As an example, the greek community could not as a whole try to move from one to the other, as there is a non-compete which would block them.

          They could move to CFMB or another ethnic station in Montreal, or they could just wait a few years. Under the same owner, I don’t see why Greek programming would be on both stations.

          the CRTC could always choose another path or push for “more” from the deal.

          Like what? It could set conditions, though for major changes the commission has lately preferred to simply deny the application and ask people to re-apply.

          Reply
          1. Dilbert

            “The CRTC’s definition of voices refers to ownership, not on-air staff.”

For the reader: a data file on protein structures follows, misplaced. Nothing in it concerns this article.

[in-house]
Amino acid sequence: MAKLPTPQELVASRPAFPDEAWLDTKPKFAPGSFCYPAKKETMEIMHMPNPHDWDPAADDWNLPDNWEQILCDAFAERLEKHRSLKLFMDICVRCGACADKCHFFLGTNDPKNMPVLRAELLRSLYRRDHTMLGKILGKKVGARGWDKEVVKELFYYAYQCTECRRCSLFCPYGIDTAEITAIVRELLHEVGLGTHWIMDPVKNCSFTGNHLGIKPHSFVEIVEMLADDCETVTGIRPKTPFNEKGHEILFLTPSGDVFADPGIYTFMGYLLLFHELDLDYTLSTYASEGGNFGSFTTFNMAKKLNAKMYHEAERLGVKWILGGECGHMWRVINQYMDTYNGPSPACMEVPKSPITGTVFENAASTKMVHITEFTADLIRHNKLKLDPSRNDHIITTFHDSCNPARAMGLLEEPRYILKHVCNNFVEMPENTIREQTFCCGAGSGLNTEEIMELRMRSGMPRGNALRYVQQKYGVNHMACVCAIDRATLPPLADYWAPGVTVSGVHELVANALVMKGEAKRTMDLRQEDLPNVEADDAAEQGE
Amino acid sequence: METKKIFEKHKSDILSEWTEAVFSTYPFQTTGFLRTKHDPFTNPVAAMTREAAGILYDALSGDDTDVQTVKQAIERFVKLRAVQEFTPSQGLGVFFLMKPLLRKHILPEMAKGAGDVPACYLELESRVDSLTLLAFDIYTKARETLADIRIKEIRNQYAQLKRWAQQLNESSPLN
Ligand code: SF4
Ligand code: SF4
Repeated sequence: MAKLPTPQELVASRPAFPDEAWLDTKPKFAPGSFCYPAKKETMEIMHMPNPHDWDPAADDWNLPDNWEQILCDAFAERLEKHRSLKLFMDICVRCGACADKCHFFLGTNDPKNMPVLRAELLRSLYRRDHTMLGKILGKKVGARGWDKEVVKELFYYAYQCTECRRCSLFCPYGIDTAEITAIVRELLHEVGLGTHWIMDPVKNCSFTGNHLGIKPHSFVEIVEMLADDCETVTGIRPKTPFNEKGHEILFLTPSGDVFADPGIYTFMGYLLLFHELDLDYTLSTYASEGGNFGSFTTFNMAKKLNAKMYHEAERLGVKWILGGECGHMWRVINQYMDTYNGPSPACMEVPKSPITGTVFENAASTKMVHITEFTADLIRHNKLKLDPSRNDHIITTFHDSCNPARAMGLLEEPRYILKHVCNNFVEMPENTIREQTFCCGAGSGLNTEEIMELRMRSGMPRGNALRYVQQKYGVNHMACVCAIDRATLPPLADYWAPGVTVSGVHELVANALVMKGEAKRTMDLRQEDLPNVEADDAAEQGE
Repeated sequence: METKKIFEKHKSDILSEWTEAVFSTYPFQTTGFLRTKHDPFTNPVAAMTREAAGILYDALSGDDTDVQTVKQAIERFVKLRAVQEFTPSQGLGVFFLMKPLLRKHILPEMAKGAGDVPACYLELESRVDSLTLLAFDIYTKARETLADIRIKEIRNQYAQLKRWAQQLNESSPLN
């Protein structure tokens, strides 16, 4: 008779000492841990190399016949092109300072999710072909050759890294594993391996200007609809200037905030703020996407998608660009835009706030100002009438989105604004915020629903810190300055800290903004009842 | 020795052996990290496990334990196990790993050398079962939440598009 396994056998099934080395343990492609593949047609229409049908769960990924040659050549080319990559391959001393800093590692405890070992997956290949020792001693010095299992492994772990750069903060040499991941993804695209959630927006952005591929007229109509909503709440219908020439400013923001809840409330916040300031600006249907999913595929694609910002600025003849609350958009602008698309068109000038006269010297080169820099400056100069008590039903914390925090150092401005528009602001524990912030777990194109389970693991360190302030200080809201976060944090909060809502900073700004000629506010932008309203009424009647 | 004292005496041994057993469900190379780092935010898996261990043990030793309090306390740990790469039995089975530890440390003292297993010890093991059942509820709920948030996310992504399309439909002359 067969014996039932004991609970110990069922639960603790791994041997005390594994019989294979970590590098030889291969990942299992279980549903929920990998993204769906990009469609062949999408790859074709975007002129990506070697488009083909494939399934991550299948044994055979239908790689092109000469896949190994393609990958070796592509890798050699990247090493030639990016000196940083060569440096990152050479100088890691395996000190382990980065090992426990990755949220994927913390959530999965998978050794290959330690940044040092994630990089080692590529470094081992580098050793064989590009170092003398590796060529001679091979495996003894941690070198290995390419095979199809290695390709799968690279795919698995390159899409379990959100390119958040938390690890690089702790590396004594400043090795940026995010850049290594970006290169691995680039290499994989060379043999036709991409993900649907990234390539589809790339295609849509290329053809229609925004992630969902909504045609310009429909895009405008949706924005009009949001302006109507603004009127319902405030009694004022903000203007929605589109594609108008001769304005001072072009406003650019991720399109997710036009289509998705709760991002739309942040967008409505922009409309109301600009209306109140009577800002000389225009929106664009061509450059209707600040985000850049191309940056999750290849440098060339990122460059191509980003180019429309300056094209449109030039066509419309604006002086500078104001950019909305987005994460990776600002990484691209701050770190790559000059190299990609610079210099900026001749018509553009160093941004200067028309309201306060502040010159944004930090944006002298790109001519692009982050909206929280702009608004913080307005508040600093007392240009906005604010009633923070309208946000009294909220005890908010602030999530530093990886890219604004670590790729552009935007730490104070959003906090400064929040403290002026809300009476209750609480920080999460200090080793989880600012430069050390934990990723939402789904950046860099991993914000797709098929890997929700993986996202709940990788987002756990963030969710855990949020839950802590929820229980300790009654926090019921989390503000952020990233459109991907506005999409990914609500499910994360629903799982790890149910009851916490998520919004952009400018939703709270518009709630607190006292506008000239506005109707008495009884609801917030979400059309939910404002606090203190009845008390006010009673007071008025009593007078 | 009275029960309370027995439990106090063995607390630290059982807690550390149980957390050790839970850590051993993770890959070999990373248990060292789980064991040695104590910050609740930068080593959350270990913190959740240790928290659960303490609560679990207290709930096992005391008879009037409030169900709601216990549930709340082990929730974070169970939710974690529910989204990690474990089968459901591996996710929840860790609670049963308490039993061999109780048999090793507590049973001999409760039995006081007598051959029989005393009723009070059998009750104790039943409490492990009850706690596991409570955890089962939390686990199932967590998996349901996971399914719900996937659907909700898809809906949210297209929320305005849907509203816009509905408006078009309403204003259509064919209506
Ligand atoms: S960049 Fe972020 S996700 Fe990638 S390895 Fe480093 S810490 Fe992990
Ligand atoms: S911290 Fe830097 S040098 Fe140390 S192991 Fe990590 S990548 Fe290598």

Yes, and having someone (or group) that already runs ethnic / community stations come to own more community stations doesn’t add voices, any more than selling to Bell or Quebecor would “add” voices. With the on air material set to remain the same, the true benefits for the community so far appear to be nil – but the CRTC gets to extract their 6% pound of flesh, I guess.

            “They could move to CFMB or another ethnic station in Montreal, or they could just wait a few years.”

            The miracle of free speech is that you should not be required to wait a few years to use it. The Greek community loses it’s rights to choose by a commercial agreement between other parties. That doesn’t seem particularly good for encouraging free speech or encouraging the individual stations to do their best. Rather, it sounds more like a duopoly that won’t be beneficial to anyone except perhaps the station owners.

            “Like what? It could set conditions, though for major changes the commission has lately preferred to simply deny the application and ask people to re-apply.”